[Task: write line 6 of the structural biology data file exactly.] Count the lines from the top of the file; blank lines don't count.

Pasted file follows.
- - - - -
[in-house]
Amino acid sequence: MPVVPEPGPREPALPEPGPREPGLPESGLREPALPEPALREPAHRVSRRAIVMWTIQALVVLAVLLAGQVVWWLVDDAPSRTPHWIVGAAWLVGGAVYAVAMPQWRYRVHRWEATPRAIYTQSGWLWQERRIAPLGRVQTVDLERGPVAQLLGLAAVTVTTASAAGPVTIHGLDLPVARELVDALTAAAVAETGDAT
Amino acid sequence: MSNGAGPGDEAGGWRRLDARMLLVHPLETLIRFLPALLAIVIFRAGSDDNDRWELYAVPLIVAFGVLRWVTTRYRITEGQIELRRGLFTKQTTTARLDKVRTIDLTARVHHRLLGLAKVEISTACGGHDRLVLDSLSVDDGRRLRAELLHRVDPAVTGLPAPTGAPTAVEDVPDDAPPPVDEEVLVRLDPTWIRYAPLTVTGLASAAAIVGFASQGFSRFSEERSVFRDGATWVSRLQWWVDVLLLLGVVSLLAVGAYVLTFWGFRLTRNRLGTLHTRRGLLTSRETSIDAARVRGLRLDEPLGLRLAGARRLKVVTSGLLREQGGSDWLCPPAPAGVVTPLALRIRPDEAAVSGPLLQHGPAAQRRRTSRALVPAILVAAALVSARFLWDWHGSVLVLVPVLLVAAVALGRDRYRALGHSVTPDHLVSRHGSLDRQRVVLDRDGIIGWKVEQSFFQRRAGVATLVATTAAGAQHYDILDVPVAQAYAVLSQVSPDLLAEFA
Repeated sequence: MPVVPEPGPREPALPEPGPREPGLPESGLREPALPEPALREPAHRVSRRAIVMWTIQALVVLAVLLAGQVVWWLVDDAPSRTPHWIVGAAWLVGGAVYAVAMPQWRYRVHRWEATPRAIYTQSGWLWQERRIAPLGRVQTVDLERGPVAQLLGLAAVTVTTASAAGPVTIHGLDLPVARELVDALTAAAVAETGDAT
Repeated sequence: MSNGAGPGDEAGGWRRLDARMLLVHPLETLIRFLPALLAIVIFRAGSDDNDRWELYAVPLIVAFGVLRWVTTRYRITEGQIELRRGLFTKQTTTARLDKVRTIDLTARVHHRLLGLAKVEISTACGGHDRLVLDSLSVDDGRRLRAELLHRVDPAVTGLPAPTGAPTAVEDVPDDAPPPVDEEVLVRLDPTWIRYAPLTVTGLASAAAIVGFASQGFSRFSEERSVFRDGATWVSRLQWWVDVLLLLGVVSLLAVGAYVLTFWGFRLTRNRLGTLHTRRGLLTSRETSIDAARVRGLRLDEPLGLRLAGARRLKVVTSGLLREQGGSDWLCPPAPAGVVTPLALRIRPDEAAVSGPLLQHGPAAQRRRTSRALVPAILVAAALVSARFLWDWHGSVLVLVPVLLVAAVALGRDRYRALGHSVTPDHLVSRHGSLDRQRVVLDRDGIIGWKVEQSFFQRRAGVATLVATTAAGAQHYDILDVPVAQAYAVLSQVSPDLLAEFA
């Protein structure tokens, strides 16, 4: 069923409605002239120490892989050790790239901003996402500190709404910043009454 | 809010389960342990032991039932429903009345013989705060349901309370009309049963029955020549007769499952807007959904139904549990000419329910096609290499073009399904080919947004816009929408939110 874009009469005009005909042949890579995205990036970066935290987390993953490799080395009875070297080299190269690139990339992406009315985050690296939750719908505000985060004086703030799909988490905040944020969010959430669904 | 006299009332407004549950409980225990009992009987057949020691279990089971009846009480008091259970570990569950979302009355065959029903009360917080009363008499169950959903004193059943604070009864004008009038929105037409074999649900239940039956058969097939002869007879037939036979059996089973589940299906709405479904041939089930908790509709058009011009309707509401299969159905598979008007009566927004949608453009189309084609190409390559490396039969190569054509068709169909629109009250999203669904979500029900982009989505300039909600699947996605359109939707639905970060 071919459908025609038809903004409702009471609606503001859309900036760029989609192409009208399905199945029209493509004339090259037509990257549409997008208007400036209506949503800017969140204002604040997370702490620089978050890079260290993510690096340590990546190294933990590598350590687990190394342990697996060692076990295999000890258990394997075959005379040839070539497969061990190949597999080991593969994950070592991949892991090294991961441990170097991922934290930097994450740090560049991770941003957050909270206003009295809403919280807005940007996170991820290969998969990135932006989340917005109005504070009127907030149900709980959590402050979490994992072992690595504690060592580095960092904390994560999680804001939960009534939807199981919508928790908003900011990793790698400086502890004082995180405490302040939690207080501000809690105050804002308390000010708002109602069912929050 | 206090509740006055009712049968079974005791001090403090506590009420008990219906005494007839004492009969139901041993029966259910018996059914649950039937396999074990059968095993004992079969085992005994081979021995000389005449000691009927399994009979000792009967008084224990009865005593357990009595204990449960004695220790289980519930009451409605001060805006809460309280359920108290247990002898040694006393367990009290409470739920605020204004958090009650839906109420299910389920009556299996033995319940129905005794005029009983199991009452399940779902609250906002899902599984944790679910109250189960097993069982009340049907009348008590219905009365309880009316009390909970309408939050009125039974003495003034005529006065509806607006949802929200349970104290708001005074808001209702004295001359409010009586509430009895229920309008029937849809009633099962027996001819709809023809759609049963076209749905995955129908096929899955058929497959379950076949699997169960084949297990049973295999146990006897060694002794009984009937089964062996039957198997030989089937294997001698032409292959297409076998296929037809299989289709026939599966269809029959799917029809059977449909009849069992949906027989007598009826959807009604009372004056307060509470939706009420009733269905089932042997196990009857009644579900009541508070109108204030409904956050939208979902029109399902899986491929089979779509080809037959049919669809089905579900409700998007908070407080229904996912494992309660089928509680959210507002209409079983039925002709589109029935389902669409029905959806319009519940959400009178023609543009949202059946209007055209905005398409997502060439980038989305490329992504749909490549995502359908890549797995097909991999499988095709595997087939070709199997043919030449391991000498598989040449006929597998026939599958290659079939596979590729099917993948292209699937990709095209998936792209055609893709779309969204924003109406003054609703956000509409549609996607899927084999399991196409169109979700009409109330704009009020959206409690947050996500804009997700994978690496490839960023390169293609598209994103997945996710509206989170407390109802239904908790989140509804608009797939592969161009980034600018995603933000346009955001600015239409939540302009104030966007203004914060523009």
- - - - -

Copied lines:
């Protein structure tokens, strides 16, 4: 069923409605002239120490892989050790790239901003996402500190709404910043009454 | 809010389960342990032991039932429903009345013989705060349901309370009309049963029955020549007769499952807007959904139904549990000419329910096609290499073009399904080919947004816009929408939110 874009009469005009005909042949890579995205990036970066935290987390993953490799080395009875070297080299190269690139990339992406009315985050690296939750719908505000985060004086703030799909988490905040944020969010959430669904 | 006299009332407004549950409980225990009992009987057949020691279990089971009846009480008091259970570990569950979302009355065959029903009360917080009363008499169950959903004193059943604070009864004008009038929105037409074999649900239940039956058969097939002869007879037939036979059996089973589940299906709405479904041939089930908790509709058009011009309707509401299969159905598979008007009566927004949608453009189309084609190409390559490396039969190569054509068709169909629109009250999203669904979500029900982009989505300039909600699947996605359109939707639905970060 071919459908025609038809903004409702009471609606503001859309900036760029989609192409009208399905199945029209493509004339090259037509990257549409997008208007400036209506949503800017969140204002604040997370702490620089978050890079260290993510690096340590990546190294933990590598350590687990190394342990697996060692076990295999000890258990394997075959005379040839070539497969061990190949597999080991593969994950070592991949892991090294991961441990170097991922934290930097994450740090560049991770941003957050909270206003009295809403919280807005940007996170991820290969998969990135932006989340917005109005504070009127907030149900709980959590402050979490994992072992690595504690060592580095960092904390994560999680804001939960009534939807199981919508928790908003900011990793790698400086502890004082995180405490302040939690207080501000809690105050804002308390000010708002109602069912929050 | 206090509740006055009712049968079974005791001090403090506590009420008990219906005494007839004492009969139901041993029966259910018996059914649950039937396999074990059968095993004992079969085992005994081979021995000389005449000691009927399994009979000792009967008084224990009865005593357990009595204990449960004695220790289980519930009451409605001060805006809460309280359920108290247990002898040694006393367990009290409470739920605020204004958090009650839906109420299910389920009556299996033995319940129905005794005029009983199991009452399940779902609250906002899902599984944790679910109250189960097993069982009340049907009348008590219905009365309880009316009390909970309408939050009125039974003495003034005529006065509806607006949802929200349970104290708001005074808001209702004295001359409010009586509430009895229920309008029937849809009633099962027996001819709809023809759609049963076209749905995955129908096929899955058929497959379950076949699997169960084949297990049973295999146990006897060694002794009984009937089964062996039957198997030989089937294997001698032409292959297409076998296929037809299989289709026939599966269809029959799917029809059977449909009849069992949906027989007598009826959807009604009372004056307060509470939706009420009733269905089932042997196990009857009644579900009541508070109108204030409904956050939208979902029109399902899986491929089979779509080809037959049919669809089905579900409700998007908070407080229904996912494992309660089928509680959210507002209409079983039925002709589109029935389902669409029905959806319009519940959400009178023609543009949202059946209007055209905005398409997502060439980038989305490329992504749909490549995502359908890549797995097909991999499988095709595997087939070709199997043919030449391991000498598989040449006929597998026939599958290659079939596979590729099917993948292209699937990709095209998936792209055609893709779309969204924003109406003054609703956000509409549609996607899927084999399991196409169109979700009409109330704009009020959206409690947050996500804009997700994978690496490839960023390169293609598209994103997945996710509206989170407390109802239904908790989140509804608009797939592969161009980034600018995603933000346009955001600015239409939540302009104030966007203004914060523009």